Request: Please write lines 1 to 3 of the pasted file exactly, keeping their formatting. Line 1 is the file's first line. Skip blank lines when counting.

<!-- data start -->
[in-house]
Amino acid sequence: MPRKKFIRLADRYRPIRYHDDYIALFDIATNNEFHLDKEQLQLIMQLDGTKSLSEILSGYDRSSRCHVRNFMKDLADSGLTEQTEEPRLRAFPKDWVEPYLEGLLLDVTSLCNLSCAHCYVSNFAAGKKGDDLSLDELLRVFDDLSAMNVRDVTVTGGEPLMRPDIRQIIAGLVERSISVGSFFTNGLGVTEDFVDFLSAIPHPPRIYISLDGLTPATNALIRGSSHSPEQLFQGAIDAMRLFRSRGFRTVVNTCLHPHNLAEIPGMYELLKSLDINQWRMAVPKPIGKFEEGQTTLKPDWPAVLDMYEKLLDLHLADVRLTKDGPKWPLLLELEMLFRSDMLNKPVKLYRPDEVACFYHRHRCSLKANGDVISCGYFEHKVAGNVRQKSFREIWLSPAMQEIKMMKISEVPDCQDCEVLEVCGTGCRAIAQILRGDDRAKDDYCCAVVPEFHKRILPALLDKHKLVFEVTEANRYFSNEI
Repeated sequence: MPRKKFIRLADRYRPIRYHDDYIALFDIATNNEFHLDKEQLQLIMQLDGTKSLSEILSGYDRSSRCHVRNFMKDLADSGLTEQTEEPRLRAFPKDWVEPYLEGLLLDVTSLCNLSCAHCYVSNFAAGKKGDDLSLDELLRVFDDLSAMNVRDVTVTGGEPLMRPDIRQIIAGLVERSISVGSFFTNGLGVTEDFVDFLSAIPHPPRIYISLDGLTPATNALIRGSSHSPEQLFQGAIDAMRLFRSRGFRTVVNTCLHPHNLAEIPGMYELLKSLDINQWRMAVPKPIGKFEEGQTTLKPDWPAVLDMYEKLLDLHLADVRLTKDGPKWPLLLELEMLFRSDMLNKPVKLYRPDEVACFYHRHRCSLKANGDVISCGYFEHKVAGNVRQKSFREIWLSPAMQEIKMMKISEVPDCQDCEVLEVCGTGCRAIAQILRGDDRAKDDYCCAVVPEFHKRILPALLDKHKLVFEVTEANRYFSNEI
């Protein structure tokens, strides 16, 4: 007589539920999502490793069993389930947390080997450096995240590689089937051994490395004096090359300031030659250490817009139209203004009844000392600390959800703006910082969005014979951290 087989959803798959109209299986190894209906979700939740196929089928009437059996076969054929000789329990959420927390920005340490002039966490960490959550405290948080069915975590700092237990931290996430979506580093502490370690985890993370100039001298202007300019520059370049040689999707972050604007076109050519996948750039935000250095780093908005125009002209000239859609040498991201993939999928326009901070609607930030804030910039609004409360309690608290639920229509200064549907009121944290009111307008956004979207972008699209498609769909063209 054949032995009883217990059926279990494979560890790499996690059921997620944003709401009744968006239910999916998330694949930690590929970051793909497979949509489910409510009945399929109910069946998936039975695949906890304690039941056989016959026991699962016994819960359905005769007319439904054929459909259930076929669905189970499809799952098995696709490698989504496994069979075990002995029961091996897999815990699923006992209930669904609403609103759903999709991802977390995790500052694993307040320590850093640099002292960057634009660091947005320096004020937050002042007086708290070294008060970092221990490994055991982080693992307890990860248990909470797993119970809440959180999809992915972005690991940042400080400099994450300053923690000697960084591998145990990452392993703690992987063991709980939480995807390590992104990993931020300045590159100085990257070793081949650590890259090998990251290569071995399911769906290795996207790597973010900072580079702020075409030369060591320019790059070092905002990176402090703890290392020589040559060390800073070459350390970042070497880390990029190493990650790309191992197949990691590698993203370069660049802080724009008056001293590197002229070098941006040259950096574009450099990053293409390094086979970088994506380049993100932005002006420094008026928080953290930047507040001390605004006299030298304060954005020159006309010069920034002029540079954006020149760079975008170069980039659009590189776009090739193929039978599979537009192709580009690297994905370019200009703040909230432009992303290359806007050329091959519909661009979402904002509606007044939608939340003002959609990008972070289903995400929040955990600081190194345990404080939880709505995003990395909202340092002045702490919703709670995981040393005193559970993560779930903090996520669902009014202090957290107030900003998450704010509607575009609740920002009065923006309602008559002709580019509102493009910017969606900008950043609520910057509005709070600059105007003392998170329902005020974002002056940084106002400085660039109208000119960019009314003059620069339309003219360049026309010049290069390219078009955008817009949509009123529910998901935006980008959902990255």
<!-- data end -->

[in-house]
Amino acid sequence: MPRKKFIRLADRYRPIRYHDDYIALFDIATNNEFHLDKEQLQLIMQLDGTKSLSEILSGYDRSSRCHVRNFMKDLADSGLTEQTEEPRLRAFPKDWVEPYLEGLLLDVTSLCNLSCAHCYVSNFAAGKKGDDLSLDELLRVFDDLSAMNVRDVTVTGGEPLMRPDIRQIIAGLVERSISVGSFFTNGLGVTEDFVDFLSAIPHPPRIYISLDGLTPATNALIRGSSHSPEQLFQGAIDAMRLFRSRGFRTVVNTCLHPHNLAEIPGMYELLKSLDINQWRMAVPKPIGKFEEGQTTLKPDWPAVLDMYEKLLDLHLADVRLTKDGPKWPLLLELEMLFRSDMLNKPVKLYRPDEVACFYHRHRCSLKANGDVISCGYFEHKVAGNVRQKSFREIWLSPAMQEIKMMKISEVPDCQDCEVLEVCGTGCRAIAQILRGDDRAKDDYCCAVVPEFHKRILPALLDKHKLVFEVTEANRYFSNEI
Repeated sequence: MPRKKFIRLADRYRPIRYHDDYIALFDIATNNEFHLDKEQLQLIMQLDGTKSLSEILSGYDRSSRCHVRNFMKDLADSGLTEQTEEPRLRAFPKDWVEPYLEGLLLDVTSLCNLSCAHCYVSNFAAGKKGDDLSLDELLRVFDDLSAMNVRDVTVTGGEPLMRPDIRQIIAGLVERSISVGSFFTNGLGVTEDFVDFLSAIPHPPRIYISLDGLTPATNALIRGSSHSPEQLFQGAIDAMRLFRSRGFRTVVNTCLHPHNLAEIPGMYELLKSLDINQWRMAVPKPIGKFEEGQTTLKPDWPAVLDMYEKLLDLHLADVRLTKDGPKWPLLLELEMLFRSDMLNKPVKLYRPDEVACFYHRHRCSLKANGDVISCGYFEHKVAGNVRQKSFREIWLSPAMQEIKMMKISEVPDCQDCEVLEVCGTGCRAIAQILRGDDRAKDDYCCAVVPEFHKRILPALLDKHKLVFEVTEANRYFSNEI